This report summarizes the activities of a workshop held July 15-18, 1995, in Bangladesh, on the sustainability of Bangladesh's family planning/maternal-child health (FP/MCH) program among nongovernmental organizations (NGOs). The workshop included representatives of the FP/MCH program, donor agencies, USAID cooperating agencies (CAs), NGOs, family planning clients, and technical experts (64 individuals). The aim was to determine a common vision of sustainability by 2010; to identify common features of this vision; and to identify Action Plans that stakeholders might adopt to ensure the actualization of the vision. The report includes a summary, introduction, objectives, inaugural session notes, technical presentations on USAID's vision, lessons learned from sustainability initiatives in Latin America, sustainability planning approaches and tools, and a future search workshop on sustainability. Stakeholders' evaluations of the workshop were listed in about 16 different statements. The appendices include the agenda, the list of participants, the national vision, USAID's vision, lessons learned from international settings and applicability to Bangladesh, tools to help plan for sustainability, and the workshop evaluation form. Many of the lessons learned were applicable to Bangladesh, with the exception of the question of appropriateness of charging all clients. The Quality-Expansion-Sustainability Management Information System and Management Development Assessment Tool were developed with staff from USAID's CAs in Bangladesh. Eight stakeholders participated in the Future Search Workshop and prepared Action Plans which are included in the appendix. The main features were lower donor dependency, community participation, and cost recovery. Promising features included quality of care, income generation, women's empowerment, collaboration, strengthening management skills, and endowment funds.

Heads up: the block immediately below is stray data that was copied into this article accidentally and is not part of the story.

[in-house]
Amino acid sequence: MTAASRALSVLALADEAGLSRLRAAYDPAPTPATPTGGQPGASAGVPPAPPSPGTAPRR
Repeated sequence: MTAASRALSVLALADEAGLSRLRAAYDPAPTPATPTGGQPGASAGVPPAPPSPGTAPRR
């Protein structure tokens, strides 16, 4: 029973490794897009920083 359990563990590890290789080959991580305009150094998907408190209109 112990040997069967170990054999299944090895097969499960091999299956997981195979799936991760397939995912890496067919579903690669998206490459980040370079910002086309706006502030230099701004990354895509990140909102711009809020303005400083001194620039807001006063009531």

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  8. 8